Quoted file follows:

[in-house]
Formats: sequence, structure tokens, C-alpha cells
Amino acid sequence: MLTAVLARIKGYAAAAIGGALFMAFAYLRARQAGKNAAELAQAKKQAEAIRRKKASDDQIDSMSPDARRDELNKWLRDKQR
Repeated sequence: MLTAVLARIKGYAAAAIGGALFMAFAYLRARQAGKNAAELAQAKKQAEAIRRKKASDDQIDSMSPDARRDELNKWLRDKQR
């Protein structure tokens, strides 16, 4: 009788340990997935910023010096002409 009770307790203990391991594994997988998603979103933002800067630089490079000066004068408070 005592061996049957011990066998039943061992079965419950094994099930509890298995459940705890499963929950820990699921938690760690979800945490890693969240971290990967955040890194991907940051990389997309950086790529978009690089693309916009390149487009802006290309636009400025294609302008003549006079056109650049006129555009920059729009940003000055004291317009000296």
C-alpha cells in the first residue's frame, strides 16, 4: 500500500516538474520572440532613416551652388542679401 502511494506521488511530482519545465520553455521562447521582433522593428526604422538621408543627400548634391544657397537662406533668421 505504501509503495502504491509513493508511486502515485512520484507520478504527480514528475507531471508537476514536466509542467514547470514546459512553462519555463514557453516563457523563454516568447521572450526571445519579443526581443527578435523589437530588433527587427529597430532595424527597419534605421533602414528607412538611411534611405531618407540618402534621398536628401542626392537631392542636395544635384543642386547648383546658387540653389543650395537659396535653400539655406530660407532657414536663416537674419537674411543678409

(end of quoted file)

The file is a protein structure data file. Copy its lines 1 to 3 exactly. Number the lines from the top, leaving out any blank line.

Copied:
[in-house]
Formats: sequence, structure tokens, C-alpha cells
Amino acid sequence: MLTAVLARIKGYAAAAIGGALFMAFAYLRARQAGKNAAELAQAKKQAEAIRRKKASDDQIDSMSPDARRDELNKWLRDKQR